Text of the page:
In operating as the largest distributor of technology products and solutions across Asia-Pacific, as well as the world, Ingram Micro stands tall as a supply chain titan. Nudging $50 billion in worldwide revenue, the logistics giant serves more than 200,000 customers through a portfolio housing more than 1,700 vendors, spanning hardware, software and cloud. In Asia-Pacific, more than 800 vendor products are distributed to more than 30,000 customers from regional headquarters in Singapore, from warehouse to user deployment.
For a technology distributor at such scale, depth and capabilities, a commitment to digitalisation is paramount. To do that, “we have strategic programs that aim to increase our digital engagements with vendors while also improving our resellers’ experience,” said Michelle Wu, CIO and executive director of Asia-Pacific at Ingram Micro. “We are prioritising our go-to-market capabilities in Asia Pacific, alongside becoming lean and embracing automation.”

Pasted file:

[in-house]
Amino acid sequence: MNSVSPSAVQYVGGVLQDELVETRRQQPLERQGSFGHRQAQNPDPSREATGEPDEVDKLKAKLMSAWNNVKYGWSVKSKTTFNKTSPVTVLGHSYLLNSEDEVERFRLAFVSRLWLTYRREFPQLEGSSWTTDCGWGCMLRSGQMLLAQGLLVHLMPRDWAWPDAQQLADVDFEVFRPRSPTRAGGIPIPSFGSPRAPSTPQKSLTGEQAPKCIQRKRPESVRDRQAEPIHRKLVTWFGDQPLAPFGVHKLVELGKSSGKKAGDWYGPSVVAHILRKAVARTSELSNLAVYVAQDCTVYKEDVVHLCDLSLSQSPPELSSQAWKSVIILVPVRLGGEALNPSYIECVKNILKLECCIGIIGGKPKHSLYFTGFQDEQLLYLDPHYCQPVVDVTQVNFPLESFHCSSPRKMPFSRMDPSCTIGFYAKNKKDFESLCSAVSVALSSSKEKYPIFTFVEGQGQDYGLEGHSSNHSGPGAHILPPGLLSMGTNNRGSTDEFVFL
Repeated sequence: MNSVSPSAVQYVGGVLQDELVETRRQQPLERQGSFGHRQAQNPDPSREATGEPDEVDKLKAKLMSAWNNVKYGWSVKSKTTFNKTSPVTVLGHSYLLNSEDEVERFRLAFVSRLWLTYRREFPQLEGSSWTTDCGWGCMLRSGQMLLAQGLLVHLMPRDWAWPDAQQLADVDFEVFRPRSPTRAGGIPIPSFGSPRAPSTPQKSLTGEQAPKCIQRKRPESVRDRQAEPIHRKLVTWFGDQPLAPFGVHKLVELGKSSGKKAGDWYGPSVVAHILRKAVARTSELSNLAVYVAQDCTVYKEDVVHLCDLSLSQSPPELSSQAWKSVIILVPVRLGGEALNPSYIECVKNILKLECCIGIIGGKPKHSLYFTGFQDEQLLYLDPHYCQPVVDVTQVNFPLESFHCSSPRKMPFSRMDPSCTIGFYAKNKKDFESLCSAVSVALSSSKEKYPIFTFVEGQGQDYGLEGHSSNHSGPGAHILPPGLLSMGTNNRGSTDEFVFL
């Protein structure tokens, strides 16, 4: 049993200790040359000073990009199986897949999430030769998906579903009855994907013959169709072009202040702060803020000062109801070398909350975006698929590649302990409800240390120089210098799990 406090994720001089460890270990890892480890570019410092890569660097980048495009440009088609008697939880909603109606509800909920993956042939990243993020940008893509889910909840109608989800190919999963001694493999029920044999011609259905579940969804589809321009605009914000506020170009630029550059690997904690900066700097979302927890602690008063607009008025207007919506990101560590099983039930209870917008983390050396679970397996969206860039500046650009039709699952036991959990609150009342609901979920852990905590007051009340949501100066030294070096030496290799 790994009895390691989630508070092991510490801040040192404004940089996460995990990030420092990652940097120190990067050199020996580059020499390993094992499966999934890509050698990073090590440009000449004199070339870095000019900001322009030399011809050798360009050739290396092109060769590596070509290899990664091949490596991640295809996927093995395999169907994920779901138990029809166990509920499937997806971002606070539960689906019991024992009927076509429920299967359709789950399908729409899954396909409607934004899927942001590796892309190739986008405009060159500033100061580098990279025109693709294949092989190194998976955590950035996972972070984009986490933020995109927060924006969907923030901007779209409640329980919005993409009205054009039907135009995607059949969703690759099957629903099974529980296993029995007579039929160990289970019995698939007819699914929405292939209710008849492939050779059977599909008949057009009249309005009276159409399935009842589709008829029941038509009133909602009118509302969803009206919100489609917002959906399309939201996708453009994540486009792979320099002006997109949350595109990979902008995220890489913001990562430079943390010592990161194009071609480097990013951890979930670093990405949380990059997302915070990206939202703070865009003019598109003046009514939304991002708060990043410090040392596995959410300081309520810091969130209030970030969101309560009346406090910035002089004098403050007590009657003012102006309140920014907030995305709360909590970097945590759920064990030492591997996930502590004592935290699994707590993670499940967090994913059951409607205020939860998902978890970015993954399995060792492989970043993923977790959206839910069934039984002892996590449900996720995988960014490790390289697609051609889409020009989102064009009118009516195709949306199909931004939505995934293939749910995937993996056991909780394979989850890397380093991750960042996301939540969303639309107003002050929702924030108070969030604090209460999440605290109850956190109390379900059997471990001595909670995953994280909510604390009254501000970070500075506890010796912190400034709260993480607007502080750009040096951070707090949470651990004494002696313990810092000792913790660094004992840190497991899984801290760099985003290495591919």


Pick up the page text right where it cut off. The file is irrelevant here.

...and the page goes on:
“With Lean [methodology], we are working on a roadmap to modernise our infrastructure network and manage infrastructure and operations risks with proactive monitoring and diagnostics scores,” Wu said. “We also want to help move into a data-driven culture, and to achieve that, we’re setting up the foundation and roadmap of data-as-a-service [DaaS] as a top priority. This is in addition to working on migrating our on-premises data stack to our global data warehouse in the cloud, alongside establishing data management and governance and publishing the guidelines for a data consumption model.”
Wu also told CIO ASEAN of unveiled plans to enhance web positioning at a regional level, supported by an increased focus on B2B e-commerce offerings and the deployment of global enterprise systems.
Drawing on more than 20 years of experience—and an enviable CV spanning executive roles in America, Middle East and Asia Pacific—Wu currently leads a team of more than 145 technical associates across the region, shaped by a strategic list of agenda items.
Bringing a new framework to IT in a region with skills challenges